Feb 03 2009

Þjórsárver Wetlands to be Protected but Construction of Helguvík Smelter Continues

Iceland’s new minister of environment and a Left Green MP, Kolbrún Halldórsdóttir has announced that one of here first jobs in the government will be to protect the Þjórsárver wetlands. At the same time she has said that Norðurál’s (Century Aluminum) plans for a new aluminium smelter in Helguvík, can most likely not be stopped by any future government. While in opposition, the Left Greens always spoke against the construction in Helguvík.

Þjórsárver are a unique ecosystem characterized by tundra meadows intersected with numerous glacial and spring-fed streams, a large number of pools, ponds, lakes and marshes, and rare permafrost mounds. Iceland’s national energy company, Landsvirkjun wanted to build a 30 meters high dam in the area, creating a 65 km2 big reservoir. The energy was supposed to run the enlargement of Rio Tinto Alcan’s aluminium smelter in Hafnarfjörður, a plan that the majority of the town’s population voted against in a local referendum in 2007. Later Landsvirkjun proposed to lower the planned dam down to 24 meters. Halldórsdóttir’s decision about the protection of Þjórsárver is very important and a big victory for the Icelandic environmental movement.

Iceland’s new minority government, formed by Samfylkingin (the Social Democratic Alliance) and Vinstri Grænir (VG – The Left Greens), has released it’s policy statement for the upcoming 80 days until parliamentary elections will take place in the end of April. The statement states e.g. that “no new plans for aluminium smelters are on the government’s list.” Still Össur Skarphéðinsson, a Samfylkingin MP and the minister of industry since 2007, has said that both Norðurál’s planned 360 thousand ton smelter in Helguvík and Alcoa’s planned smelter in Bakki, Húsavík, do not fall under this statement.

“This particular sentence means that no foreign aluminium company can come and knock on the door of the minister of industry. There will be no new plans about aluminium smelters,” said Skarphéðinsson in an interview with Iceland’s TV station, Channel 2.

Helguvík smelter get’s the government’s “special treatment”
Shortly before the collapse of the former government, Skarphéðinsson signed a investment contract between the government and Norðurál about the Helguvík smelter. Construction of the smelter started this fall but after the collapse of Iceland’s economy in October, Norðurál has had problems with financing the continued construction in Helguvík. The contract is supposed to make it easier for Norðurál to keep on the construction and includes e.g. that Norðurál will never pay higher taxes than at the time the contract was singed; and that the company does not have to pay several official fees that other companies have to pay. A similar contract was made between the government and Alcoa couple of years ago, because of Alcoa’s smelter in Reyðarfjörður.

Kolbrún Halldórsdóttir, minister of enviroment agrees with Skarphéðinsson’s words. “A contract has been signed about Helguvík, which though is still waiting an approval in the parliament. Our evaluation is that this contract is the former government’s work and will therefor most likely not be changed,” she said to Morgunblaðið.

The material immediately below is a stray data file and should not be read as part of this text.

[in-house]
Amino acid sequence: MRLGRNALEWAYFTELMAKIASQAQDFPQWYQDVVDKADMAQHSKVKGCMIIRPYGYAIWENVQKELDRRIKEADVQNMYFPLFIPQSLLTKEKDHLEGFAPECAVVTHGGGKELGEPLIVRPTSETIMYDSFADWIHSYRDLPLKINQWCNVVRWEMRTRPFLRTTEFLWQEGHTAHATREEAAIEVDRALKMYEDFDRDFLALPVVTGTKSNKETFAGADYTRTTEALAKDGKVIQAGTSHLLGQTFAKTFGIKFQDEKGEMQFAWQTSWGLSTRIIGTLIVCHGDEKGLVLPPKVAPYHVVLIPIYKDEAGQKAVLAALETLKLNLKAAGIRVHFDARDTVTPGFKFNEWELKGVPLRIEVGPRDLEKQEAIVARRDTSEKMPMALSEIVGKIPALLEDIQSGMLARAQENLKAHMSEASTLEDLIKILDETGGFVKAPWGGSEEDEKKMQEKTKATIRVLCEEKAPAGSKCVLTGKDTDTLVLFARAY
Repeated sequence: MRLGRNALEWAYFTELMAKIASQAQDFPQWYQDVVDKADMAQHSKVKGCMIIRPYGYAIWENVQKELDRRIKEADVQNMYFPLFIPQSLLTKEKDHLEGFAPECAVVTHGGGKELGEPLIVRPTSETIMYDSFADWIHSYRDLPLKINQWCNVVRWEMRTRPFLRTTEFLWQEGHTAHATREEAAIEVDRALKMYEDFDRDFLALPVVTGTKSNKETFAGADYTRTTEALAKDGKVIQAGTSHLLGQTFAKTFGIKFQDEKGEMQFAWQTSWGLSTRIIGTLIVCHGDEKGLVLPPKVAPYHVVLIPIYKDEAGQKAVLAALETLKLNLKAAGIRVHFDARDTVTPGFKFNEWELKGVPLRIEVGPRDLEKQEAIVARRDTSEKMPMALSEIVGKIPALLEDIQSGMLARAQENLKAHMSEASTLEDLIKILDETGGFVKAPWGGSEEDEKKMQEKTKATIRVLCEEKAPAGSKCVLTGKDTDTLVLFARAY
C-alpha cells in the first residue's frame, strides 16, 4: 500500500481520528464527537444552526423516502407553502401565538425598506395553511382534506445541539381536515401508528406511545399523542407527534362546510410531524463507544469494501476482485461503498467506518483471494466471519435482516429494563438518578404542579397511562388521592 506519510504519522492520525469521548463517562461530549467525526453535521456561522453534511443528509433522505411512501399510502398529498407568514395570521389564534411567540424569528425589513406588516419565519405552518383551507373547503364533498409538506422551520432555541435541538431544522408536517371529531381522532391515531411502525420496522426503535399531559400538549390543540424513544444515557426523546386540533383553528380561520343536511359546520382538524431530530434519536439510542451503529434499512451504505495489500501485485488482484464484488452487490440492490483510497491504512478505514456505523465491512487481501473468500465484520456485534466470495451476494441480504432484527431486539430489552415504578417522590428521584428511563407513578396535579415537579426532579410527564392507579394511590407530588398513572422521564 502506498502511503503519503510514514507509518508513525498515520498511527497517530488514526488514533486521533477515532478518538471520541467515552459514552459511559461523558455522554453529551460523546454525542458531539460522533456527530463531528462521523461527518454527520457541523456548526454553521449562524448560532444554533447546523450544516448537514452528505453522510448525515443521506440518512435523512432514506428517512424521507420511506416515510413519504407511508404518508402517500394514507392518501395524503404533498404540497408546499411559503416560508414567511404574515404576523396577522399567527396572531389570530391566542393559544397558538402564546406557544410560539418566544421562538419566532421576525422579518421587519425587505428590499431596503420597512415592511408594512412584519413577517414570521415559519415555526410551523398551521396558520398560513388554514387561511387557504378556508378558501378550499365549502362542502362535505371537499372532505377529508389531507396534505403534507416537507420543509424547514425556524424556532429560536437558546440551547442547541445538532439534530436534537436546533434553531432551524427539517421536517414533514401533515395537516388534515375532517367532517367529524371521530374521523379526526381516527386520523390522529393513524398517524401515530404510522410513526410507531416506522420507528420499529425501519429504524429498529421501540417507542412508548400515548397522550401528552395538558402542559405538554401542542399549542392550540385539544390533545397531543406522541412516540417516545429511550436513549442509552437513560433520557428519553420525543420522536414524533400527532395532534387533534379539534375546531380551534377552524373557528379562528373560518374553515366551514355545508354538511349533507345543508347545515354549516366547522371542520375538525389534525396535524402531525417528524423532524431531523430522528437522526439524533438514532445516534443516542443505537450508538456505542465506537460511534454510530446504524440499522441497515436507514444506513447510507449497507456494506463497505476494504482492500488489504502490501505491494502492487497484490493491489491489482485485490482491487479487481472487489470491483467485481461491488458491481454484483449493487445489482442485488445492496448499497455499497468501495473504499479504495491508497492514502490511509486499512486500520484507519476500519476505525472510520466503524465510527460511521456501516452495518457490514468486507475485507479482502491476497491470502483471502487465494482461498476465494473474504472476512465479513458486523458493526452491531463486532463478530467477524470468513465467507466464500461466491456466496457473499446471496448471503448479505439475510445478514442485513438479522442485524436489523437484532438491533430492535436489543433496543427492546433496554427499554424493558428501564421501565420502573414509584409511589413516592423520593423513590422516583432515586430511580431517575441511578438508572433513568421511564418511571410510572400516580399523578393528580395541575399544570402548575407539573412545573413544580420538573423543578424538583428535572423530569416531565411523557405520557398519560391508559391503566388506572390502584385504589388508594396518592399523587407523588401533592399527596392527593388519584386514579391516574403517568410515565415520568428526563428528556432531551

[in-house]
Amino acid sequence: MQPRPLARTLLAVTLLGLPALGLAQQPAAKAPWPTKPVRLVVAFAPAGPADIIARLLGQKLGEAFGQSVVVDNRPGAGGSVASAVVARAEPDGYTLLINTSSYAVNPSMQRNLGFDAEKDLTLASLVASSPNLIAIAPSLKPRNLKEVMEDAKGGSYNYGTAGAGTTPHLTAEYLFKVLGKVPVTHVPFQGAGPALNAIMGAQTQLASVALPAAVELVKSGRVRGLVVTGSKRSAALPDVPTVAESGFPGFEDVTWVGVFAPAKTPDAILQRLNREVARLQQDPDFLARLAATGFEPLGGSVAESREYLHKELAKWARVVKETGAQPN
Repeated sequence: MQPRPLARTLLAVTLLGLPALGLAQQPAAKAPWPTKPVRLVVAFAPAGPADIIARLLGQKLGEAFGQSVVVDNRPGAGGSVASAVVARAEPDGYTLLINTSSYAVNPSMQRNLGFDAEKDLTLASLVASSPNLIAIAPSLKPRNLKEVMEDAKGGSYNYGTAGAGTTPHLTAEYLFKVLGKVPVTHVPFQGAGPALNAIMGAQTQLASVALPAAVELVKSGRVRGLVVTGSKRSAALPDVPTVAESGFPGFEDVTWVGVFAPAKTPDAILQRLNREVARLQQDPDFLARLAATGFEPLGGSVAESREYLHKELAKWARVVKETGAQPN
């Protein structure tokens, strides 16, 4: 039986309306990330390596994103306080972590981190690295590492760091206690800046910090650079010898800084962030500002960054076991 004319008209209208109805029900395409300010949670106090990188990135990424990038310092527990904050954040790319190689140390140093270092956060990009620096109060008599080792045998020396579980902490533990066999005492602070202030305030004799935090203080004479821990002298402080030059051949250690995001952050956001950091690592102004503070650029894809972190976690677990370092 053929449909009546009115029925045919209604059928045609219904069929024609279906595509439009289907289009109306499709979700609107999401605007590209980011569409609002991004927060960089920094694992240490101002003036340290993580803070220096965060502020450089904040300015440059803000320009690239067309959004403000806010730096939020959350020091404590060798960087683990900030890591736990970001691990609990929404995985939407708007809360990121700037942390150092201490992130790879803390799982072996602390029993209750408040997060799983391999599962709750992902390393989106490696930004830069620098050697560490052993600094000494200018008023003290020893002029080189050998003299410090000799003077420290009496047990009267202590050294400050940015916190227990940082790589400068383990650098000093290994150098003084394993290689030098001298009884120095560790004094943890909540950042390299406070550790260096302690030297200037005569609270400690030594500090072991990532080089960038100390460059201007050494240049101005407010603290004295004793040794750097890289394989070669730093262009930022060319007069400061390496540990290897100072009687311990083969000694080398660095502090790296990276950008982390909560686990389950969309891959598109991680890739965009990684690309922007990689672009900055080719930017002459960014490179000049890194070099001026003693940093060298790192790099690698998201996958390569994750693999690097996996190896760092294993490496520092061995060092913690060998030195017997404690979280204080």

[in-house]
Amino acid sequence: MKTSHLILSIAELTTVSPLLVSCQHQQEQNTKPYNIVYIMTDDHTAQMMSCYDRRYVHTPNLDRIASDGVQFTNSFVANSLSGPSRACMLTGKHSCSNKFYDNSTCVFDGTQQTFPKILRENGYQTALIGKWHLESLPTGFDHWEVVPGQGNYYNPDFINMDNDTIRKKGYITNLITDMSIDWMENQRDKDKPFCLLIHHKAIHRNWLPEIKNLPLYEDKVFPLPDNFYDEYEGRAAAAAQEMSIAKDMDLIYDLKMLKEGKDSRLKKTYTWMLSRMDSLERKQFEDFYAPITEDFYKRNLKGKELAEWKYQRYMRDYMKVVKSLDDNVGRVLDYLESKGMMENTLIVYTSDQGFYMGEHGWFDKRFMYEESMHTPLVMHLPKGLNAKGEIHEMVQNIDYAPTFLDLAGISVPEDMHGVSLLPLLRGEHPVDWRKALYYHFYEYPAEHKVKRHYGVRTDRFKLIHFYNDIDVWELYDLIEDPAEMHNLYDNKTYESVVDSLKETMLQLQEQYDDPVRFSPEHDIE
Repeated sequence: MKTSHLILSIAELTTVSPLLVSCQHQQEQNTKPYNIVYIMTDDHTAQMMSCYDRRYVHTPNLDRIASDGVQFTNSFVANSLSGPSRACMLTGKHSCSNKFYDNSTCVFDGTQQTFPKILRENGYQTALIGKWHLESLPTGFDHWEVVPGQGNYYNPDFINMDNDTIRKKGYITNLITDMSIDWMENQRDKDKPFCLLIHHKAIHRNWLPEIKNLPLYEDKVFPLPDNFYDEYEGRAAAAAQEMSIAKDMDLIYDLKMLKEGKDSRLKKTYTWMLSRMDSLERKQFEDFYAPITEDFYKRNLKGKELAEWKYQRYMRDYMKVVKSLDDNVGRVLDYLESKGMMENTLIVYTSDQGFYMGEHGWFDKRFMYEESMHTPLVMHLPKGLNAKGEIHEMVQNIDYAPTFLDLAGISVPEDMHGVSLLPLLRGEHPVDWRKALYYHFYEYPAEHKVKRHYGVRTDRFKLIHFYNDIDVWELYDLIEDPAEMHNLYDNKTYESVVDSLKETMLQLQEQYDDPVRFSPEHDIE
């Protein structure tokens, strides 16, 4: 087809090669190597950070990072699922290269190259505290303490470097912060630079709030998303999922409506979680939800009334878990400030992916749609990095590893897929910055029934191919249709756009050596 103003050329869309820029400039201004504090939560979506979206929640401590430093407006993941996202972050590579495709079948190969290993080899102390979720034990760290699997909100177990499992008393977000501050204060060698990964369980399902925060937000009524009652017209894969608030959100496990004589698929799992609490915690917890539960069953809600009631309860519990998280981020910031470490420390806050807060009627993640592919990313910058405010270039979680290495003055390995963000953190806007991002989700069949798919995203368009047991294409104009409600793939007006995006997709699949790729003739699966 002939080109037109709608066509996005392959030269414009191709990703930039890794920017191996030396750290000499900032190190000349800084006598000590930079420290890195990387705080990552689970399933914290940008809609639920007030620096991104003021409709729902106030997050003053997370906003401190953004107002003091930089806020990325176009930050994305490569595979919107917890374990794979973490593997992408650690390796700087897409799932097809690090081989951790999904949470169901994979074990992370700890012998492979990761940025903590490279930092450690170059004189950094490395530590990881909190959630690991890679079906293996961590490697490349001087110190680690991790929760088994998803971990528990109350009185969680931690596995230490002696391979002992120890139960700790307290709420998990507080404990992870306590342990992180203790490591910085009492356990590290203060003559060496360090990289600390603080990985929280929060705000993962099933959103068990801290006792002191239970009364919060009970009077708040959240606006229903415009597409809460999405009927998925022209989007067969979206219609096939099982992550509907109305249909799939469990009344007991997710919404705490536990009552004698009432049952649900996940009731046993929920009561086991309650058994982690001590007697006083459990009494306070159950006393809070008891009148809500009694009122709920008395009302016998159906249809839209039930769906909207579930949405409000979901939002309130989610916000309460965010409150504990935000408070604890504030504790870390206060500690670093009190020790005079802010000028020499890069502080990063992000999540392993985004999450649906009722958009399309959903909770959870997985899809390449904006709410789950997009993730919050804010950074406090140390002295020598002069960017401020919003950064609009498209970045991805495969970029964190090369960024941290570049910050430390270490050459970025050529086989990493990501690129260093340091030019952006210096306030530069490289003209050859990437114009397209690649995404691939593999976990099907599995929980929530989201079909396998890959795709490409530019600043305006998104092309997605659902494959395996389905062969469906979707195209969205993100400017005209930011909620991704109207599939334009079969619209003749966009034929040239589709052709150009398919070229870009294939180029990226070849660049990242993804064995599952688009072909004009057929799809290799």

Asked about Alcoa’s planned smelter in Húsavík, Kolbrún says that the memorandum of understanding between the former government and Alcoa will expire in the upcoming fall and that it is not on the new government’s list to renew it. Alcoa has also said that the company is lowering it’s production and new constructions.

Contracts made without proper knowledge about possible energy
Today, the City Council of Reykjavík approved a contract between Norðurál and Orkuveita Reykjavíkur (OR – Reykjavík Energy), about the purchase of energy for the Helguvík smelter. OR is engaged to supply 250 MW to the smelter and plans to produce most of the energy by geothermal power plants in the Hengill area. Most likely it will not be enough, so OR has talked about building a power plant on Bitra, an old plan that was stopped by heavy campaign one and a half year ago, by Hveragerði township, which would be much affected by the construction and loose a treasured hiking area. The energy price is linked with the constantly falling world price of aluminium.

If built, the Helguvík smelter will need at least 625 MW of energy. According to the contract mentioned here above, 375 MW will have to come from Hitaveita Suðurnesja’s (HS) planned geothermal power plants on the Reykjavík peninsula. But HS has already said that the company will not be able to produce all that amount of energy. Ómar Ragnarsson, an active environmentalist, has said that if HS will construct all the needed power plants to produce enough energy for Helguvík, the whole Reykanes geothermal area will dry up in few years. Eight power plants are needed to supply all the needed energy (see more on that issue here).

Svandís Svavarsdóttir, a member of the Left Greens, heavily criticized the contract making today. She highlighted the stupidity of signing the contract when it is still not sure that the necessary energy can be supplied.

Once again completely corrupt contracts are signed concerning the development of the aluminium industry here in Iceland. And now, when in government, the Left Greens seem to be ready to make compromises about their environmental policy. Surely there will be a lot to do for Icelandic environmentalists in the upcoming months.